How an Aussie cricket collapse led to 07 DRC Echezeaux and 09 Rousseau Charmes Chambertin
It started soon after lunchtime.
I spent much of Saturday with the crew from Marlborough’s Dog Point Wines, who kindly invited me to their Dog Point/Logan Brown ‘Classic Kiwi Picnic’ – a food and booze celebration, showcasing the new Dog Point releases, held in late summer sunshine every year.
What made this year different was not the new ’13 Dog Point Pinot Noir (which is up there with ’11 and ’06 as the best from the brand), or the bloody awesome Logan Brown lamb on a spit, but the cricket game going on much further north in Auckland.
This cricket event was more than just a game – it was a grudge match. Kiwis versus Aussies in a World Cup cricket contest thought to be the most evenly matched in 20 years.
Given that the Aussies have won numerous world cups, while the Kiwis none, the expectation was that, ultimately, the Australian team would win. They had to win. Even the mass of proud New Zealanders at my table thought it was in the bag. They were resigned to it. Especially when the first few overs went for plenty of runs.
But post-lunch things changed. The Australians lost a wicket. Then another one soon after. Then another. Every wicket after that and the crowd of 180-odd Kiwis (save for a small group of Poms and another Aussie) got more excited, louder and more triumphant. Words like ‘annihilated, ’embarrassing’ and ‘collapse’ were being tossed up, associated with much (good-natured) laughter heaped in my direction.
I sunk down in my chair. Ignored the Cricinfo updates on my phone. Went back to talking about the wine…
That’s when Dog Point winemaker James Healy took pity on me. Promised that, given I was now one of just a few downtrodden Aussies, he would open some very special wines later in the day for me to drink. A consolation prize.
This famed trio of wines were that prize.
Happily, the Australian bowlers picked themselves up too, doggedly forcing the game down to within a single wicket of victory. I started to wonder at one point whether I should be shouting the crowd Burgundy when Mitch Starc took another bag of wickets. It was close.
Yet the locals prevailed, us Aussies saved some face, and I ended up presented with this world class wine matchup.
What was even more satisfying about this ‘runners up’ wine experience was to drink the stuff. All-too-often I’ve had small glasses of Rousseau in a hurried flight of comparison wines, the emphasis more on proving just how good some other Pinot Noir was than concentrating on just drinking what was in the glass.
So what a pleasure to pour a large glass of each of these and drink on through.
My only caveat is that there were numerous wines before these three. Numerous. I was in ‘drinking marathon’ mode, so the water was flowing too, yet still I could have missed some of the finest details.
A very special thankyou also to Ivan, James and the whole Dog Point crew. Great, generous people making some of the best wines in Marlborough.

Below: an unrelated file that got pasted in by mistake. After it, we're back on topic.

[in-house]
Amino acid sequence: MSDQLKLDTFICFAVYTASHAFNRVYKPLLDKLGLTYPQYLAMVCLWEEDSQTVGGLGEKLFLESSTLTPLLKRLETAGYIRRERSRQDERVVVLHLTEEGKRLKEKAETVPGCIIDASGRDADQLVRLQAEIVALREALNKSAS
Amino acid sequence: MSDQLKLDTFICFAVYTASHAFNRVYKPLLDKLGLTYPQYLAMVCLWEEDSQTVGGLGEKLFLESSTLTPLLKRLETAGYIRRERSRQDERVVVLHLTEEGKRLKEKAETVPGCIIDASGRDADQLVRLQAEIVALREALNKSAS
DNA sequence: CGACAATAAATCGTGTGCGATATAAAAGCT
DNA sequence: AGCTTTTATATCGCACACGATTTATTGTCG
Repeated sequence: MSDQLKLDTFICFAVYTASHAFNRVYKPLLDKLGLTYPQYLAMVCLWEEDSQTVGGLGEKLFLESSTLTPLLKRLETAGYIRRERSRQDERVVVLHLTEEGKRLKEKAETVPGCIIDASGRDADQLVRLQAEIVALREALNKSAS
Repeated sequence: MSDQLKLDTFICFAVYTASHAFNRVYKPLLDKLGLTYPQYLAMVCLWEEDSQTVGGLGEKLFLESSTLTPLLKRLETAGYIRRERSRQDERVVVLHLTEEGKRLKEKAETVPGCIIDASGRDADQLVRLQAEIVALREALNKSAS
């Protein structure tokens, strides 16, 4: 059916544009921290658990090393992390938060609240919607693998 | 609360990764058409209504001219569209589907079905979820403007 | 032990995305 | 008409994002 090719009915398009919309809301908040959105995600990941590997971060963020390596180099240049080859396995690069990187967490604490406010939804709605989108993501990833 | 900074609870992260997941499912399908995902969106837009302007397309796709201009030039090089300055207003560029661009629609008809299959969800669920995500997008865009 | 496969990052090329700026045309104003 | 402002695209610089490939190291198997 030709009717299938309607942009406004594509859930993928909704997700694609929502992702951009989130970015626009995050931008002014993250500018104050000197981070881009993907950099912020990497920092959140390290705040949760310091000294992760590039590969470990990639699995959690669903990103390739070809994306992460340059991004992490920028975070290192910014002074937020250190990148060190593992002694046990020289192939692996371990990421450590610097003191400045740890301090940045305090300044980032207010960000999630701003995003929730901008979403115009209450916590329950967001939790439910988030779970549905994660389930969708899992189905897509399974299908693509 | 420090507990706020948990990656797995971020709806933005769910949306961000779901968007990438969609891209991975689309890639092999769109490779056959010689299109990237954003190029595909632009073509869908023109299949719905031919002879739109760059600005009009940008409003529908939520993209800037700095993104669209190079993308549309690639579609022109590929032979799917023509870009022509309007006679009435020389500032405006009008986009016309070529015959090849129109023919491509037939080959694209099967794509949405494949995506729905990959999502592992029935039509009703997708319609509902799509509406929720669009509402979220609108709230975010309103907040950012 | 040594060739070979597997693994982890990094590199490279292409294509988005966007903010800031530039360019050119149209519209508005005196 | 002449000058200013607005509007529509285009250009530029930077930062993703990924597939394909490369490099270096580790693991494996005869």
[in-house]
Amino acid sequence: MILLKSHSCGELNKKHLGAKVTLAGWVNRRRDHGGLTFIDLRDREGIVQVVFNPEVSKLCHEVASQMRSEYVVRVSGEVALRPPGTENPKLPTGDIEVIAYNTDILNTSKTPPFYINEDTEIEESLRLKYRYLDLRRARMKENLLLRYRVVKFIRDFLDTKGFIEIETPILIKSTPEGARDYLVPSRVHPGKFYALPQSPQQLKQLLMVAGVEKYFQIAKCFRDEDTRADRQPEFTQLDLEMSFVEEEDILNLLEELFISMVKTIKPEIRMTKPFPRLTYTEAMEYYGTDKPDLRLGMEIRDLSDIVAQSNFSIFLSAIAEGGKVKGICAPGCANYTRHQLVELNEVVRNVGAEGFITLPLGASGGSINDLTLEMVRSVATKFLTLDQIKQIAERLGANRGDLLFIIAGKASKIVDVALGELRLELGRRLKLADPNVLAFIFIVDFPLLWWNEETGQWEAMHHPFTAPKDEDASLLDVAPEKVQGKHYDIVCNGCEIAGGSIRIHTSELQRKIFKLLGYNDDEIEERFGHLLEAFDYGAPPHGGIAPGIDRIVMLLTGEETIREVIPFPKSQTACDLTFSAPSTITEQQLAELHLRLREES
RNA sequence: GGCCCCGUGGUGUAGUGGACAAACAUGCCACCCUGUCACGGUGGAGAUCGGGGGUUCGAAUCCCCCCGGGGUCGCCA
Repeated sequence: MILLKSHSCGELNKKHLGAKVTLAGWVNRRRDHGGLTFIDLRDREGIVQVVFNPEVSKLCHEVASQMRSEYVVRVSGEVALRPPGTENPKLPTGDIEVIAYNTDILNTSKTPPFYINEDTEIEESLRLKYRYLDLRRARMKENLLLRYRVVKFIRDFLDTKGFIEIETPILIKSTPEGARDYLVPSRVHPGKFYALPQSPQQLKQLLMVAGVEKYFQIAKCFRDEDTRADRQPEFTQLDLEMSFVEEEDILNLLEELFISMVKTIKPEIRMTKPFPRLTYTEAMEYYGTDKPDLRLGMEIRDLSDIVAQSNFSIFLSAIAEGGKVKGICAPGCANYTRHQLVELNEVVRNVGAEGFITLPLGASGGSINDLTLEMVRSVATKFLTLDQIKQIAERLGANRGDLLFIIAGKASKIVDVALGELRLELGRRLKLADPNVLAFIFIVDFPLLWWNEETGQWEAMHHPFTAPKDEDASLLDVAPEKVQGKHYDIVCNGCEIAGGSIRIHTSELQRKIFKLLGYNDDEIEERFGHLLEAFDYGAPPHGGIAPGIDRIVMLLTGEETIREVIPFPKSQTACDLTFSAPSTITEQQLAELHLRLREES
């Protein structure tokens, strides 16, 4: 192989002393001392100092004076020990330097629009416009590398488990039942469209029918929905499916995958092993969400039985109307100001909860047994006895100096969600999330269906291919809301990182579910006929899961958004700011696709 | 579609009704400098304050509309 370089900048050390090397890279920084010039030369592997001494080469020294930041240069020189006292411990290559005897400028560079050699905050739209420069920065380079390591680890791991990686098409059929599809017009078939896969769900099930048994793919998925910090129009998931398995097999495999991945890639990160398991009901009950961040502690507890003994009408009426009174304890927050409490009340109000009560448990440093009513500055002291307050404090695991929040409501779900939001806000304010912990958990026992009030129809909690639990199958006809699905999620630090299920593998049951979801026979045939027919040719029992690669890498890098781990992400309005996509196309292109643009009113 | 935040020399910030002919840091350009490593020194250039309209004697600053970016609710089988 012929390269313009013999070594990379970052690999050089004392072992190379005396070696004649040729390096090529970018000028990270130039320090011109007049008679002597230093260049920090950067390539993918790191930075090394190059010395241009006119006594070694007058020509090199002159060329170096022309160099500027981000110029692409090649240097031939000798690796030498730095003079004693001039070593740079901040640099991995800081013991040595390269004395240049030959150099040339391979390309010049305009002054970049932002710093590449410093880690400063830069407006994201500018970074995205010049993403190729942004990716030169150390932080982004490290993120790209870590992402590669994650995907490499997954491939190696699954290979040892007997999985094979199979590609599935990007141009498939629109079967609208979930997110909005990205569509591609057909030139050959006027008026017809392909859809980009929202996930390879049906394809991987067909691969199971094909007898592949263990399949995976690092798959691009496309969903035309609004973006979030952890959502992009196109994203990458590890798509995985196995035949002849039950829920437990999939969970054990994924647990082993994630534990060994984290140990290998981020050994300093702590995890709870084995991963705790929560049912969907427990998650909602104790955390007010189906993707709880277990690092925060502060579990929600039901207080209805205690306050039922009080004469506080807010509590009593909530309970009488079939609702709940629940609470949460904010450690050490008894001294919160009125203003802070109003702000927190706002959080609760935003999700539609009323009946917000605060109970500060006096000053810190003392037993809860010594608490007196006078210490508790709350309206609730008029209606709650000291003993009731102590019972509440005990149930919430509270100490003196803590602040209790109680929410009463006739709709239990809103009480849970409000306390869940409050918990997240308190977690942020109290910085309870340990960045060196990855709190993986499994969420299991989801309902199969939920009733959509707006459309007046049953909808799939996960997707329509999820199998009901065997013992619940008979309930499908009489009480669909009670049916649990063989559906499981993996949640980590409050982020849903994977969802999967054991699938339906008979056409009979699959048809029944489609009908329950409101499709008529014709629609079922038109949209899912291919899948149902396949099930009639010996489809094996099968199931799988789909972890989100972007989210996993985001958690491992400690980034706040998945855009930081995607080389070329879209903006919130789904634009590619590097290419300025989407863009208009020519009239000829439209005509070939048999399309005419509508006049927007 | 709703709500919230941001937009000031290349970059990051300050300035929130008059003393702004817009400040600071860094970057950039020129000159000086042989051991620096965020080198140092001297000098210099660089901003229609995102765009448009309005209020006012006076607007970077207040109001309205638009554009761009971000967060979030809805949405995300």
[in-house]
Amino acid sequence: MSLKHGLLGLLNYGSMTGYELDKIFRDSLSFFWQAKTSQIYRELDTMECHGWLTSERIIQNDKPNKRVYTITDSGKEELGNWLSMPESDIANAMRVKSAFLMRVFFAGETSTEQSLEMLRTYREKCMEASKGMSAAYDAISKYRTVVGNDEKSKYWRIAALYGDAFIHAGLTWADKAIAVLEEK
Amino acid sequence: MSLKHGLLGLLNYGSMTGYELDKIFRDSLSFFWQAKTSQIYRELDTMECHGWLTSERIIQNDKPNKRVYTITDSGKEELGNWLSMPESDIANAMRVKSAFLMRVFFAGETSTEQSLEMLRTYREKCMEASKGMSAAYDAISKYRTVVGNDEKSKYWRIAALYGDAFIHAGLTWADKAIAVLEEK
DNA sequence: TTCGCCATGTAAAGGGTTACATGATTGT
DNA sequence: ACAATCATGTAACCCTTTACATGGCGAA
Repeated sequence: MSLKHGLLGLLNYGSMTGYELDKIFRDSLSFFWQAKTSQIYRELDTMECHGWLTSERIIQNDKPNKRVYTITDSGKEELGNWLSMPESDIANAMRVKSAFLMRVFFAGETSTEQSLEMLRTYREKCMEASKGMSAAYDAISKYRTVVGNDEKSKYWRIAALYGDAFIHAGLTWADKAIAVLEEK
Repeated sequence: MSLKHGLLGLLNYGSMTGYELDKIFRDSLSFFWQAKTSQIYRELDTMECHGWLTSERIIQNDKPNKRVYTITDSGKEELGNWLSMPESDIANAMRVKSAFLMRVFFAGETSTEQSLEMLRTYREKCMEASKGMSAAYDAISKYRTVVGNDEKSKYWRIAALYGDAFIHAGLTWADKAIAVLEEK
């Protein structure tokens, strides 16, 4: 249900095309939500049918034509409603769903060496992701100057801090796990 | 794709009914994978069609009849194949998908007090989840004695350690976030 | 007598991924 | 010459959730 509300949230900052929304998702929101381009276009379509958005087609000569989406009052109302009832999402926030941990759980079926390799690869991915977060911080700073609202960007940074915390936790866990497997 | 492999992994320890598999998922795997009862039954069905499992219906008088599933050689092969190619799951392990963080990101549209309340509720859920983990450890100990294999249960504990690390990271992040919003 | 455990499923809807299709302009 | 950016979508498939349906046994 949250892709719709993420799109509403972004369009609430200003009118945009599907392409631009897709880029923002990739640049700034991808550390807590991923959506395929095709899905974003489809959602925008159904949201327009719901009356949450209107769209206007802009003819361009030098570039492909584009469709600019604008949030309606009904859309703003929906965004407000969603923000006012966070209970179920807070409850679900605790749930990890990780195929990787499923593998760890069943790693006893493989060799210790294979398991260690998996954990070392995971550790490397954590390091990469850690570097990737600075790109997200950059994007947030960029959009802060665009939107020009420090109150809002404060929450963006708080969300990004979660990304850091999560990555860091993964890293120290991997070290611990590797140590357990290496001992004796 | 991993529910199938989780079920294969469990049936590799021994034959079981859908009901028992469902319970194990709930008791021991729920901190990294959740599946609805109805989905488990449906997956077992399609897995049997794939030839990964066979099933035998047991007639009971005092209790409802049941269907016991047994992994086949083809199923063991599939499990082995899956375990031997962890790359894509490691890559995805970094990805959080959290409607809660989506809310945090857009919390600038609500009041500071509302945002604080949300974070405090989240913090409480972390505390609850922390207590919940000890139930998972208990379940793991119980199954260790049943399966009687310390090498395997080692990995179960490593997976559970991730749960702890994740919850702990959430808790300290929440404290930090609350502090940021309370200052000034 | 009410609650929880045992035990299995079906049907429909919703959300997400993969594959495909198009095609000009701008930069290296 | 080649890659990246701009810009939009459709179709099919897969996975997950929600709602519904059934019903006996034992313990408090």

Domaine de la Romanee-Conti Echezeaux Grand Cru 2007
While many in the room thought this looked a bit average, I really liked this. It looks, smells and tastes really quite alive. Cloudy, in a ‘only lesser estates filter’ mode, the nose is utterly expressive, with tomato leaf, cranberries and black pepper. That palate is open and quite silken too, if soft edged and coddled with a little warmth. There’s a slight bitter/sweetness to the palate and pippy tannins which suggests less than perfect ripeness. But it also gives this a thoroughly flawed beauty. A wine that is glorious and vintage specific, open and soft, yet drying too. You can spot the blemishes, but still I couldn’t help but be hooked in. 18.7/20, 95/100
Domaine Armand Rousseau Pere et Fils Charmes-Chambertin Grand Cru 2009
Immediately more bright than the Echezeaux. More translucent too. There’s a beauty and polish to this, an endless flow of satiny fruit. Gee it’s long. Muscular too, ripe and almost new-worldish in the lift of red fruit. Gee it’s long too, long and bright and powerful, the warm year grunt powering through with late alcohol warmth. Yet it’s not quite beautiful. It’s a wine for later, tripped up now by a whiff of caramel and confronting power. It will arguably be a better wine than the DRC in time, and many in the room preferred it, but still, not beautiful. Hard to fault the form though. 18.5/20, 94/100+
Domaine Mongeard-Mugneret Clos de Vougeot Grand Cru 2005
Back to earth. With a thud. This is unequivocally a wine for the future, but its construction looks clumsy. The oak is sweet and intrusive, the tannins hard edged, the wafts of pooey development less attractive than you’d want. Admirable length though. You know exactly what you’re getting here. And it tastes like serious Burgundy. Yet there are much more satisfying Aussie or Kiwi Pinots than this, at a much lower price (plenty of top Bass Phillip Pinots have this wines measure). Good not great. 17.5/20, 91/100
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